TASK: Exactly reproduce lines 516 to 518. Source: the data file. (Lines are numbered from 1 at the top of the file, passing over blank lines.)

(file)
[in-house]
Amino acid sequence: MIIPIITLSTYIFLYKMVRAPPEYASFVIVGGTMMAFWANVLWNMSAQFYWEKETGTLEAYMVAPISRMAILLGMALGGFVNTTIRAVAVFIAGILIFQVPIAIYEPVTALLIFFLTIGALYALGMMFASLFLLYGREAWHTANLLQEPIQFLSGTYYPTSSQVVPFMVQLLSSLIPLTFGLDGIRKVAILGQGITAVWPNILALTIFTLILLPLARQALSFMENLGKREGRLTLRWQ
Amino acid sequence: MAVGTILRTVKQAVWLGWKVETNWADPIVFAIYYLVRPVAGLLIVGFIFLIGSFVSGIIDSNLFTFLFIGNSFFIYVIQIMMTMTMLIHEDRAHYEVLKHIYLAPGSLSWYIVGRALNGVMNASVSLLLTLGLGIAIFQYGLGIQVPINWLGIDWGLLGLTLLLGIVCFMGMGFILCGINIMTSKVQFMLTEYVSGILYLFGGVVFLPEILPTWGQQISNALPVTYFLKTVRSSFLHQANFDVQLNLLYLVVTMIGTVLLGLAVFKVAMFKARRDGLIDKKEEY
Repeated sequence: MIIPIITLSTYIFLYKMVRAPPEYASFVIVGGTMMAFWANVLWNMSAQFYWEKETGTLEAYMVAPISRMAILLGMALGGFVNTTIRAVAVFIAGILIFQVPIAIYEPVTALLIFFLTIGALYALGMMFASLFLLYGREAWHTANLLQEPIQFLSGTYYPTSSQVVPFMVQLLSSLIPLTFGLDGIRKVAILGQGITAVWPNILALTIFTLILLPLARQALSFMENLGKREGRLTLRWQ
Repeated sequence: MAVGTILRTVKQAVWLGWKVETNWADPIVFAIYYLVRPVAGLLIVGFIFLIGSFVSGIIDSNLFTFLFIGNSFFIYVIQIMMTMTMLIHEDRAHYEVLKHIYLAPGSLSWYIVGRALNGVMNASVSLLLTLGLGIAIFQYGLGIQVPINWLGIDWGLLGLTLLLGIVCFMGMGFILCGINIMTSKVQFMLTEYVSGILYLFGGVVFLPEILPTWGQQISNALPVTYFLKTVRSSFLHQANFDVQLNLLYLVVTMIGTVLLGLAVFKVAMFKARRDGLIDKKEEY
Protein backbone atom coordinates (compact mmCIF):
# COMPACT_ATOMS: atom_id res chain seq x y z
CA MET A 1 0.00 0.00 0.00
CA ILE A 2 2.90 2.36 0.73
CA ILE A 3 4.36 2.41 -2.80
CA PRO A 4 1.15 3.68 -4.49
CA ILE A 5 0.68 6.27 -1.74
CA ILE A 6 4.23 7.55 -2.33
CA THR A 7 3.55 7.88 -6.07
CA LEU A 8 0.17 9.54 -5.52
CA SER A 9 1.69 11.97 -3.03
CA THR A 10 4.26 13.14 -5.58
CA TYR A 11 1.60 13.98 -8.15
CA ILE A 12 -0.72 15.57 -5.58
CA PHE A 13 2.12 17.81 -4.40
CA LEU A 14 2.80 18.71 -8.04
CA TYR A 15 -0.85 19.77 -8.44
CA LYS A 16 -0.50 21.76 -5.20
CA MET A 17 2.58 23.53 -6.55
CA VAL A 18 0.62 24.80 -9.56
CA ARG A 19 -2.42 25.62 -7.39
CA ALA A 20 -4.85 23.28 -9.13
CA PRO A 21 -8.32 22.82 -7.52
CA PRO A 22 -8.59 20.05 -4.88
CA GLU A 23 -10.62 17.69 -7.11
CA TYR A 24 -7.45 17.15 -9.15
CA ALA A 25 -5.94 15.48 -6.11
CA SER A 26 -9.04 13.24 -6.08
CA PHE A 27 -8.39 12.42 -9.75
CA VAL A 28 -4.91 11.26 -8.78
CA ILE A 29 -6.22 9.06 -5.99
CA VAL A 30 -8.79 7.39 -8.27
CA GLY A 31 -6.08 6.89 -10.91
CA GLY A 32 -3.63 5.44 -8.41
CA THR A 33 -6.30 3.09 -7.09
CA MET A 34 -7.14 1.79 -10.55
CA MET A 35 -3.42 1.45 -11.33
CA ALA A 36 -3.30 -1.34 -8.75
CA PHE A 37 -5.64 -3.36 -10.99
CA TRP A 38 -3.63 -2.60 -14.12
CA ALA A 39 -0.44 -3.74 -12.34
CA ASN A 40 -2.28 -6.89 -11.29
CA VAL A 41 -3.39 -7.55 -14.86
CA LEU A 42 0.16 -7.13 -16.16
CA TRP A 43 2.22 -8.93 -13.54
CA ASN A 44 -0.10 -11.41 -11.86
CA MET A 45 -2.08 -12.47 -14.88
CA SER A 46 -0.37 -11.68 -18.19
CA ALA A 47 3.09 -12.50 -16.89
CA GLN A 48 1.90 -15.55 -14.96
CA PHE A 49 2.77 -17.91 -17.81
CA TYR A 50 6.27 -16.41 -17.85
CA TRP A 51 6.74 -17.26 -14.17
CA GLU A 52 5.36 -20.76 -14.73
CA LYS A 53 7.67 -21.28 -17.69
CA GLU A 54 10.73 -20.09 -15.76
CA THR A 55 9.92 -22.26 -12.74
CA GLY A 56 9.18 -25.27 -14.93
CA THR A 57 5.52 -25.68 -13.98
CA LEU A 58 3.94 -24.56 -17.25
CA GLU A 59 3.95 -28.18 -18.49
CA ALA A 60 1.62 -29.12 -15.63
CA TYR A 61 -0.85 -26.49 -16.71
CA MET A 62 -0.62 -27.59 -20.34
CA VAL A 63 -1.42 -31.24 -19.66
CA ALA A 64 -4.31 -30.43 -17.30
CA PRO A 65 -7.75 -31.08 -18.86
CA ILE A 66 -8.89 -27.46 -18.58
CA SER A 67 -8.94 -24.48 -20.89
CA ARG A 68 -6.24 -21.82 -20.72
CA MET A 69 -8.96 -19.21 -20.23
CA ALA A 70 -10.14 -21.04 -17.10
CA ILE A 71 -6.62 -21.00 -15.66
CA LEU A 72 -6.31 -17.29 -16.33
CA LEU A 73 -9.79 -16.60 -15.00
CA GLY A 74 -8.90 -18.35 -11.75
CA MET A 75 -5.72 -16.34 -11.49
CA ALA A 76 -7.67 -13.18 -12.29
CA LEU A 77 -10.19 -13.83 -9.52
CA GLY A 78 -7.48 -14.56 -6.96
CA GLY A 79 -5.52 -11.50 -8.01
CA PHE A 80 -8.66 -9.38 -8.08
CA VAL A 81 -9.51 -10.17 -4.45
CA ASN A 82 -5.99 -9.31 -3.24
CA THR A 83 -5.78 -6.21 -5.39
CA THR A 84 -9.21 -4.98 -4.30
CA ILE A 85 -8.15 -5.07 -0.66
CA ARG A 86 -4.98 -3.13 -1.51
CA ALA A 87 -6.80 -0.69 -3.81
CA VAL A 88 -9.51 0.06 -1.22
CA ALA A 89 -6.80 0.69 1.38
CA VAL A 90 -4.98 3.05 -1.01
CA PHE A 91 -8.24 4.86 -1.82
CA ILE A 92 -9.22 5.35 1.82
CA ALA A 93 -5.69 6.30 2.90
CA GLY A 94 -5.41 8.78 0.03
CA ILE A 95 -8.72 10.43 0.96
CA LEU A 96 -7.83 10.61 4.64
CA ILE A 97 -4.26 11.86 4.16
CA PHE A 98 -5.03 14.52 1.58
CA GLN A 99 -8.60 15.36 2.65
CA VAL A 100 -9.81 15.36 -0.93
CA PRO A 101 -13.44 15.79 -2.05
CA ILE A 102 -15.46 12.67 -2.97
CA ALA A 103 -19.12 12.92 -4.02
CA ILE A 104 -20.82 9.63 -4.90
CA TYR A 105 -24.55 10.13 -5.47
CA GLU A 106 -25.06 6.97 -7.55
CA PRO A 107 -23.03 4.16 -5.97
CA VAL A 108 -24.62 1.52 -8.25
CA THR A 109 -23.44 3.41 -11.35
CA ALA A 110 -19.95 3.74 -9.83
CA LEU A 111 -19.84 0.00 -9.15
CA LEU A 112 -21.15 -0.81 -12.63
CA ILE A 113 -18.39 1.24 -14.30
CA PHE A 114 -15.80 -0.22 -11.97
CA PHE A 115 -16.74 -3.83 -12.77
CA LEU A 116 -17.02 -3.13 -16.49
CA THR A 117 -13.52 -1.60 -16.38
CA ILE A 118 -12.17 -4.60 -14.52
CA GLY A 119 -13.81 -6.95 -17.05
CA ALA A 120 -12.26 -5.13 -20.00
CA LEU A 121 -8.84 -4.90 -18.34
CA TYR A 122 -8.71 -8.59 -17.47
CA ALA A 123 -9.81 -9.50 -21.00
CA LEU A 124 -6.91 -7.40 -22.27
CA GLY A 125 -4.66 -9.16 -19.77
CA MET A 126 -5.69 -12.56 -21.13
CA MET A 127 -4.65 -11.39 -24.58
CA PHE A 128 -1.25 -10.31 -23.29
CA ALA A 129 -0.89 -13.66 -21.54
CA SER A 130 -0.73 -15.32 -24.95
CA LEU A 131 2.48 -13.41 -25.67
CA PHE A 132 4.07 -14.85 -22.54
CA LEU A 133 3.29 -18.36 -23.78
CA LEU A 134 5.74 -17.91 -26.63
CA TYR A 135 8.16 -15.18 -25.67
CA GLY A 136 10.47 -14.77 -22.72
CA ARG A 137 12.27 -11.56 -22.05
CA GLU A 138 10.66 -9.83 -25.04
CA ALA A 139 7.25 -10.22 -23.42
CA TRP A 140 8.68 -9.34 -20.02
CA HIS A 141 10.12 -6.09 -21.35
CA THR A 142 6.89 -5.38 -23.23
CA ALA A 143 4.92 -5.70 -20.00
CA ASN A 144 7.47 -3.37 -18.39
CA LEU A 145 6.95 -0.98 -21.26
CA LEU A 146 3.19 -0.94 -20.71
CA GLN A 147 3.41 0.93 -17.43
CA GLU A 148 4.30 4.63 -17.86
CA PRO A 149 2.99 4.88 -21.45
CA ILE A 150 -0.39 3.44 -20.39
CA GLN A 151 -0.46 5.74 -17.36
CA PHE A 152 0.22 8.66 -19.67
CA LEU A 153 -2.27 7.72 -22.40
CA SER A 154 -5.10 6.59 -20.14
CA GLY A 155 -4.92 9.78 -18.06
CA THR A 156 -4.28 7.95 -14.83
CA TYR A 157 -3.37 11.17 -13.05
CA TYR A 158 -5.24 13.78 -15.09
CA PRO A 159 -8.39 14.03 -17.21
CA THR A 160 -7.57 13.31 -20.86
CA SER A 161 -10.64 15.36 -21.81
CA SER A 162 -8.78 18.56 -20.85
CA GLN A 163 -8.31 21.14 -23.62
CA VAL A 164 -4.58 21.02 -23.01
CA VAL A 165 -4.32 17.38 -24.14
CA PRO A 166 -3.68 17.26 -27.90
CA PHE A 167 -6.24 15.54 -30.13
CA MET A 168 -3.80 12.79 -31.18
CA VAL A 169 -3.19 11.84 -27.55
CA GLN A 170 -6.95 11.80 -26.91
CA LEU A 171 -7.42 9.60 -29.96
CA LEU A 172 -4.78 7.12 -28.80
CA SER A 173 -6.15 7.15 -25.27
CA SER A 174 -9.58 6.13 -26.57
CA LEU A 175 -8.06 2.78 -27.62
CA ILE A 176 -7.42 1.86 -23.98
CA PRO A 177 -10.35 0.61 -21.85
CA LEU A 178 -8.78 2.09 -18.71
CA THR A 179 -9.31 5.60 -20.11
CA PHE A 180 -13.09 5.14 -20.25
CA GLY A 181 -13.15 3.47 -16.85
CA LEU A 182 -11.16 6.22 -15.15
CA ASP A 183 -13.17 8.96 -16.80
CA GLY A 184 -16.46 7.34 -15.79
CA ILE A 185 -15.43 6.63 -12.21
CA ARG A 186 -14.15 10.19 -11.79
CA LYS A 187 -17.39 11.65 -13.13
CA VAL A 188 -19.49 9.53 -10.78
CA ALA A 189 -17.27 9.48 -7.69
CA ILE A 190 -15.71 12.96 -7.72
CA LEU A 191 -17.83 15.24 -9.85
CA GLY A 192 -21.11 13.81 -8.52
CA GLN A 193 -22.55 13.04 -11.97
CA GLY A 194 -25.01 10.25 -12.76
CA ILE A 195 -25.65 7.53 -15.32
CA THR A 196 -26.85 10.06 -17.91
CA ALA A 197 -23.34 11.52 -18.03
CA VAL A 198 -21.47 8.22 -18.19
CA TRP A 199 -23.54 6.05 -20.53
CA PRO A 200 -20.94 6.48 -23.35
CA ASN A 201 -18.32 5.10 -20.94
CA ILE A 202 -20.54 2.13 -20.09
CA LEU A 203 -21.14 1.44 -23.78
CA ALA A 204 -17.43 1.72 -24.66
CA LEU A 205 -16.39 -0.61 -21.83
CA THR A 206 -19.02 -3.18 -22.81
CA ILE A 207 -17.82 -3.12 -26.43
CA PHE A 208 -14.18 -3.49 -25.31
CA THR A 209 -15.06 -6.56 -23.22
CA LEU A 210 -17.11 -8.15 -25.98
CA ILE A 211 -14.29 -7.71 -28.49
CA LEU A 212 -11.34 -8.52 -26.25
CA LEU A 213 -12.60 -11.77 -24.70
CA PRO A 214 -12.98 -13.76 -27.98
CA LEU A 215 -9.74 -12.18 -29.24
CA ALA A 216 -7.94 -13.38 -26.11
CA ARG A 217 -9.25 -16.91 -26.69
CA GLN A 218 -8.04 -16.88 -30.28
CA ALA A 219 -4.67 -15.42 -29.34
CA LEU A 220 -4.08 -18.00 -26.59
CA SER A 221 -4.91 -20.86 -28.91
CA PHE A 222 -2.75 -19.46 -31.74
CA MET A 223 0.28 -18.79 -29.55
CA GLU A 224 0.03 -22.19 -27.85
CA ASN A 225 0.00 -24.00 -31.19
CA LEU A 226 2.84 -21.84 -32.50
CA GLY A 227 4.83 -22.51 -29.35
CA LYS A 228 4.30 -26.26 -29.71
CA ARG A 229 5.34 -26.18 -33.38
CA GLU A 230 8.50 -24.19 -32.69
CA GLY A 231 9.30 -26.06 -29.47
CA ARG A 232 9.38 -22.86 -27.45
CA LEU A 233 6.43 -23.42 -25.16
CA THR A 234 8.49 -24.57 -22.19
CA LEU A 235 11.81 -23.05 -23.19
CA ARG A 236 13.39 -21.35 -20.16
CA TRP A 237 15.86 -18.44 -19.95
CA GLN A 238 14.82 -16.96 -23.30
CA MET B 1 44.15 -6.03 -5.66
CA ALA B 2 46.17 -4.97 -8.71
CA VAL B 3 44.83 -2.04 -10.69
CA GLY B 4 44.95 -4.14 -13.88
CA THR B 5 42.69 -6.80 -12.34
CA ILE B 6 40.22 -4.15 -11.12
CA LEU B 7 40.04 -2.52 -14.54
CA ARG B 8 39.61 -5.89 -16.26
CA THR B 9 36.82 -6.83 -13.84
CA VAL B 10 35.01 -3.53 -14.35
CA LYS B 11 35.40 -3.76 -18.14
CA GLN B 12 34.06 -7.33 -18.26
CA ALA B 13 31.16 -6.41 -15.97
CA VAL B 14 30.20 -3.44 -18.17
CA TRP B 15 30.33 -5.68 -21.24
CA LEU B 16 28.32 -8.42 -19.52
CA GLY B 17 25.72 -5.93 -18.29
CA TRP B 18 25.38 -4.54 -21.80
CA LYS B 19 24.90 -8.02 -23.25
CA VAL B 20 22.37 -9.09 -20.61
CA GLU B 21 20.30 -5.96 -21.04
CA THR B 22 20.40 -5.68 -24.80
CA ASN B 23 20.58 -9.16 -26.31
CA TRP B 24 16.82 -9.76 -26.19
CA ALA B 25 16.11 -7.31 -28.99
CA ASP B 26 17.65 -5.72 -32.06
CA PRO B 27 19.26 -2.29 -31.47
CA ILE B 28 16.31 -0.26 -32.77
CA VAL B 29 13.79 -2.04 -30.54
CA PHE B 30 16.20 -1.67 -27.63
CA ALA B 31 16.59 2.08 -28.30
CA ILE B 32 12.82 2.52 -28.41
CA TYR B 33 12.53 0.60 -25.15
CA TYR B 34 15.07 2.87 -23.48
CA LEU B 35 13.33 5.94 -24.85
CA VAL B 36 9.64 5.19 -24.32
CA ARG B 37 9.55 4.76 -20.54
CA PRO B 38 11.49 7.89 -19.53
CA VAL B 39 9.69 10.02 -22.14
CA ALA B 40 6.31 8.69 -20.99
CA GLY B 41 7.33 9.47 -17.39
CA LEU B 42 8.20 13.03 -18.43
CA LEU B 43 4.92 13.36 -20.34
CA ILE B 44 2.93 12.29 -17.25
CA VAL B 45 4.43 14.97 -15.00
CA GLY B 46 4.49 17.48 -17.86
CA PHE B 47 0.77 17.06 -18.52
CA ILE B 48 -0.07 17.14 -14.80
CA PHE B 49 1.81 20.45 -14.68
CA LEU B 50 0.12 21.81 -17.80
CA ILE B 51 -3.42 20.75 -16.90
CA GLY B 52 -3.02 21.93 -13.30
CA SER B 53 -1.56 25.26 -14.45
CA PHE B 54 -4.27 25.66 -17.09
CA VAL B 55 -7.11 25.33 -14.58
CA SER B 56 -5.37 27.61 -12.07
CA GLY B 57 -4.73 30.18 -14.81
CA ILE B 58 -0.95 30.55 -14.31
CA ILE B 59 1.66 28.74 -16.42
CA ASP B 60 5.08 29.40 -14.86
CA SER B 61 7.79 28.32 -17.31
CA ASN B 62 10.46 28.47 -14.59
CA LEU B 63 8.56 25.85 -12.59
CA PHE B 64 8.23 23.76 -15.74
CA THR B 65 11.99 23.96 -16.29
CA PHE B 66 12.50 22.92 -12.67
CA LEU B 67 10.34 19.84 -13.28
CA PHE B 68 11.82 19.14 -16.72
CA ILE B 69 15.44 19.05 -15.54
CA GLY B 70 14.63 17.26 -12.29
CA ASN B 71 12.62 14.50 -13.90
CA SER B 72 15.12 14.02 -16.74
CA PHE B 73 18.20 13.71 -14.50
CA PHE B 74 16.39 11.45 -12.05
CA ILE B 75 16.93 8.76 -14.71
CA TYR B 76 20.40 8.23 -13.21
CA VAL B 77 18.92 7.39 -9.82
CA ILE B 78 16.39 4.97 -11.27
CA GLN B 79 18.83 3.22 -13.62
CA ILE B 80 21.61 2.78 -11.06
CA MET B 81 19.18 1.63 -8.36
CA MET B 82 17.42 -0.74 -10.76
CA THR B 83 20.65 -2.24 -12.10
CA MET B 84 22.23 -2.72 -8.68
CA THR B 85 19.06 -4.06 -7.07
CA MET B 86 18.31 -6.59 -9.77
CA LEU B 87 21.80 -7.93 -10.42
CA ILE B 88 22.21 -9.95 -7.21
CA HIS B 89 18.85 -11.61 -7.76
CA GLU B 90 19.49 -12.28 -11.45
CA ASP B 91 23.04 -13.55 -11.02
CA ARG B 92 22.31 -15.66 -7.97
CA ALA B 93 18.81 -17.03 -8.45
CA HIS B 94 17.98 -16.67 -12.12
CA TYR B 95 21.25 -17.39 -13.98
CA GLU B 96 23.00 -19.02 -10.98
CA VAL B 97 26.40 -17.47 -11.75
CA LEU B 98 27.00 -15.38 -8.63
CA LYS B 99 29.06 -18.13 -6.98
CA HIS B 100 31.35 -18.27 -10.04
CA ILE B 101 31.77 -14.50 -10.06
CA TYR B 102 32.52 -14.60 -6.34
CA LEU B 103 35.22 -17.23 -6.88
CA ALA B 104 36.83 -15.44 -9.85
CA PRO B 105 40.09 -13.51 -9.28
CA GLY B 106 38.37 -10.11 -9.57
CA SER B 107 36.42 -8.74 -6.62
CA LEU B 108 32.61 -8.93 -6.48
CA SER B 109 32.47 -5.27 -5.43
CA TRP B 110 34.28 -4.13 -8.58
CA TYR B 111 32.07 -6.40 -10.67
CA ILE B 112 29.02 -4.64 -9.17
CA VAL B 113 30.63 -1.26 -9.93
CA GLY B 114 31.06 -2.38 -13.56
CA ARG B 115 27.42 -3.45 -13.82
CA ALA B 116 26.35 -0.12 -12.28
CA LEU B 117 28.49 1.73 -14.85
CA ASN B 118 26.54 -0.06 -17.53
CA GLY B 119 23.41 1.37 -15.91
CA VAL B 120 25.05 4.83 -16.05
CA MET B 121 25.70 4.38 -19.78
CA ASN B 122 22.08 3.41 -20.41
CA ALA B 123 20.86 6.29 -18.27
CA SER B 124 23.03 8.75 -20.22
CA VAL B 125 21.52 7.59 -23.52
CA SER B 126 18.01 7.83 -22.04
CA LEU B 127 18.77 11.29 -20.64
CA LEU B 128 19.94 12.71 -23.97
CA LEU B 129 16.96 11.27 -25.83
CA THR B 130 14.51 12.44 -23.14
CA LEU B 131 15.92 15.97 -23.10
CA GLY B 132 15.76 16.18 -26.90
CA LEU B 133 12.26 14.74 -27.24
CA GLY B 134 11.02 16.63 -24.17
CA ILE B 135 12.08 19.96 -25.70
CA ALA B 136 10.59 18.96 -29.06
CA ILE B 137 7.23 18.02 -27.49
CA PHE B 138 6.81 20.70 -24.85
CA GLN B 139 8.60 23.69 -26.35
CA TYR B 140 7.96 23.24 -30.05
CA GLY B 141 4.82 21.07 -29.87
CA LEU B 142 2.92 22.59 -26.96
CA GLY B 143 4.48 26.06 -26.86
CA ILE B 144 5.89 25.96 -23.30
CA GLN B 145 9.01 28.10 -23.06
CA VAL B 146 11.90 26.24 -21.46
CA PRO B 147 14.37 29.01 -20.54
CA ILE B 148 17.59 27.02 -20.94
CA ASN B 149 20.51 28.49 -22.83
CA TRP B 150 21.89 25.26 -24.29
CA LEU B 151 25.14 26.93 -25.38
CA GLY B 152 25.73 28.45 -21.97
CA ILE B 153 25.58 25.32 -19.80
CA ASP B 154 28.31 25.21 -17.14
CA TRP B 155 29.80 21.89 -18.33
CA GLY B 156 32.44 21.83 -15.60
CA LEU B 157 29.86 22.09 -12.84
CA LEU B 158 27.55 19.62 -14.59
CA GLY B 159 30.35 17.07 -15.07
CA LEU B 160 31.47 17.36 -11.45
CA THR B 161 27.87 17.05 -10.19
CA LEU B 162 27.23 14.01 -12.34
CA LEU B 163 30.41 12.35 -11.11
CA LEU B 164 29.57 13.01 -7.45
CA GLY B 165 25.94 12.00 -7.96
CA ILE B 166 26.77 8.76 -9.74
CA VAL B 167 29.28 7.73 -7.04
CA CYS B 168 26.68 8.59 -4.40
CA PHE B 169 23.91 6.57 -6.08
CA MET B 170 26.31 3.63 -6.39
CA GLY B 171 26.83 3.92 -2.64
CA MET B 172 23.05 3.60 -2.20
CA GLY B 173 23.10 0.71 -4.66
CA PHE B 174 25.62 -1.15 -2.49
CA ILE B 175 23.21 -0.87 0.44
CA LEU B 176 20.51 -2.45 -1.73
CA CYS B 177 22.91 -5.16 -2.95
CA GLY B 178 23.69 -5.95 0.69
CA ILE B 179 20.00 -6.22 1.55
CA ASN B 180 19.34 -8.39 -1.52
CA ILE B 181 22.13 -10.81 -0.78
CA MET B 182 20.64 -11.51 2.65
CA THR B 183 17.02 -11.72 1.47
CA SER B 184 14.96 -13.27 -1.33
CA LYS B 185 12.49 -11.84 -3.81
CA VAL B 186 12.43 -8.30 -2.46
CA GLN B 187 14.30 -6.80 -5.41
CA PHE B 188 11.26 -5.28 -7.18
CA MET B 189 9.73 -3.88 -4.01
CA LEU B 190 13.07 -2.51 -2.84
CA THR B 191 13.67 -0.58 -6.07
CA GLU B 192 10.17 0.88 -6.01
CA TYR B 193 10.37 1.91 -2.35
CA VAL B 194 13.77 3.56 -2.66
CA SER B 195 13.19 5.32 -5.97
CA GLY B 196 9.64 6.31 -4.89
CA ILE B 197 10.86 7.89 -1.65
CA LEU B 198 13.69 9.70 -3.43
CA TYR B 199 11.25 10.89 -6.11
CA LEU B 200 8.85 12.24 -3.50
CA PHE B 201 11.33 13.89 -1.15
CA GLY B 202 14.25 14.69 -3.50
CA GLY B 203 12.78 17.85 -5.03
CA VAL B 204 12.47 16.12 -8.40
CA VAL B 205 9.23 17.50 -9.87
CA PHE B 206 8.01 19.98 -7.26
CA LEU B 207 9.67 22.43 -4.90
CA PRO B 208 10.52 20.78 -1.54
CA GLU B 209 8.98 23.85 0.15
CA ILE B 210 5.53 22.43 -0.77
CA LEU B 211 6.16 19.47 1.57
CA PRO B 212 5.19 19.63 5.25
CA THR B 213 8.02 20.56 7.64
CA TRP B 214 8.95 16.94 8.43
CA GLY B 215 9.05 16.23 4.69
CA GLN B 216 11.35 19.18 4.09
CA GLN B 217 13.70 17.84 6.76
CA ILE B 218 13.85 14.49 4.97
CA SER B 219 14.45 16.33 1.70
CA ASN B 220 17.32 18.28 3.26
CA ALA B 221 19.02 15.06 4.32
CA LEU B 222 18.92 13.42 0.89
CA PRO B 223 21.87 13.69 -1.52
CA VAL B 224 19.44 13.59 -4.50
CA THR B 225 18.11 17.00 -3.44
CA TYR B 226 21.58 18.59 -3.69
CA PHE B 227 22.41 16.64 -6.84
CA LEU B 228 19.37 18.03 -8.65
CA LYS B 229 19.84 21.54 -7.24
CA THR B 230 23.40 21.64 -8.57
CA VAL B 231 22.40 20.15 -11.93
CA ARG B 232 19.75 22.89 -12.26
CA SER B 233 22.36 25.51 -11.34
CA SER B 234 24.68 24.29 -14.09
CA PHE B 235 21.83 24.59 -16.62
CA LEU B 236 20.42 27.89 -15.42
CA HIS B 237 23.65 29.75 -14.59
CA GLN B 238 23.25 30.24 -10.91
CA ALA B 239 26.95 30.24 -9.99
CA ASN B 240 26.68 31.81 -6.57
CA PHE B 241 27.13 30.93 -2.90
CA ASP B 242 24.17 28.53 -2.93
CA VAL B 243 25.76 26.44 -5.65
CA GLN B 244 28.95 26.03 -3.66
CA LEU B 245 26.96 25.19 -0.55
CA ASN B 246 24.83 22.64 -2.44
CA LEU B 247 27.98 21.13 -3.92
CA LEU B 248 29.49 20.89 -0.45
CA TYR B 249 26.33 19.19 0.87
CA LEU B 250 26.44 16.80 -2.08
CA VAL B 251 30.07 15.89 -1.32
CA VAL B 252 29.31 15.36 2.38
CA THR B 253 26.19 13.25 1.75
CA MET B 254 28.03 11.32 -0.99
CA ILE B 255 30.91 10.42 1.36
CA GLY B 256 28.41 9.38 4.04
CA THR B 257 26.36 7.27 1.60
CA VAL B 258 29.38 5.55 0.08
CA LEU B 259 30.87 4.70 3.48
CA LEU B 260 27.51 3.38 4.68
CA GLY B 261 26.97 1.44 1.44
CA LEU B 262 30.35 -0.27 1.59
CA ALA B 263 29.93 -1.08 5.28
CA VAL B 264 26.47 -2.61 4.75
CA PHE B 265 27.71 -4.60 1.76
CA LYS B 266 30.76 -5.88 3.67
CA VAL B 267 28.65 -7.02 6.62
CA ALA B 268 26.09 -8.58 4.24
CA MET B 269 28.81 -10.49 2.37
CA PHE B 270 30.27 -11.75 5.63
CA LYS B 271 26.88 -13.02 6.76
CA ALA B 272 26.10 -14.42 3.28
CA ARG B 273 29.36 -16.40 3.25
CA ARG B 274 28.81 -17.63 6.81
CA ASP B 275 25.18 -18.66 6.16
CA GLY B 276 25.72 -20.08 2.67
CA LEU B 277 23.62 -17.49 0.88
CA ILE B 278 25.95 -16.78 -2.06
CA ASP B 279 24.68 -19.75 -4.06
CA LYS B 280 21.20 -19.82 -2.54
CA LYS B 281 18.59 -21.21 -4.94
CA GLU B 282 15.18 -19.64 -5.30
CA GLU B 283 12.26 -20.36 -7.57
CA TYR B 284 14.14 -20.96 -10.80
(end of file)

CA LYS B 271 26.88 -13.02 6.76
CA ALA B 272 26.10 -14.42 3.28
CA ARG B 273 29.36 -16.40 3.25